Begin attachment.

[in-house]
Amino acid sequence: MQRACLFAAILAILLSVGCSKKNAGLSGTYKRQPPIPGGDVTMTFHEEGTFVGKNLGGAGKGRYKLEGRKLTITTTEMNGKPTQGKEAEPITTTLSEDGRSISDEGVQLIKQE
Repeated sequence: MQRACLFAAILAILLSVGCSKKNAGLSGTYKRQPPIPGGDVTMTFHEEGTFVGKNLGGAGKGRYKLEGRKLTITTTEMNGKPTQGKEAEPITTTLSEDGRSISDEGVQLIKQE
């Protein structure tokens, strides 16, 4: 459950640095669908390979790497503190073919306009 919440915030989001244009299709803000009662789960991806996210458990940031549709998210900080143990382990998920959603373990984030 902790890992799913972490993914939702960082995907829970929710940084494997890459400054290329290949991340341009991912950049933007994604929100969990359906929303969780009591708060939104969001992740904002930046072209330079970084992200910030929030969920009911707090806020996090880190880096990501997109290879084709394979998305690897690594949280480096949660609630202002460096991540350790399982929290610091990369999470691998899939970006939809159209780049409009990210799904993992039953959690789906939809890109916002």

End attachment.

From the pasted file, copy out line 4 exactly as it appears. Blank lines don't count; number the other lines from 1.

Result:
């Protein structure tokens, strides 16, 4: 459950640095669908390979790497503190073919306009 919440915030989001244009299709803000009662789960991806996210458990940031549709998210900080143990382990998920959603373990984030 902790890992799913972490993914939702960082995907829970929710940084494997890459400054290329290949991340341009991912950049933007994604929100969990359906929303969780009591708060939104969001992740904002930046072209330079970084992200910030929030969920009911707090806020996090880190880096990501997109290879084709394979998305690897690594949280480096949660609630202002460096991540350790399982929290610091990369999470691998899939970006939809159209780049409009990210799904993992039953959690789906939809890109916002």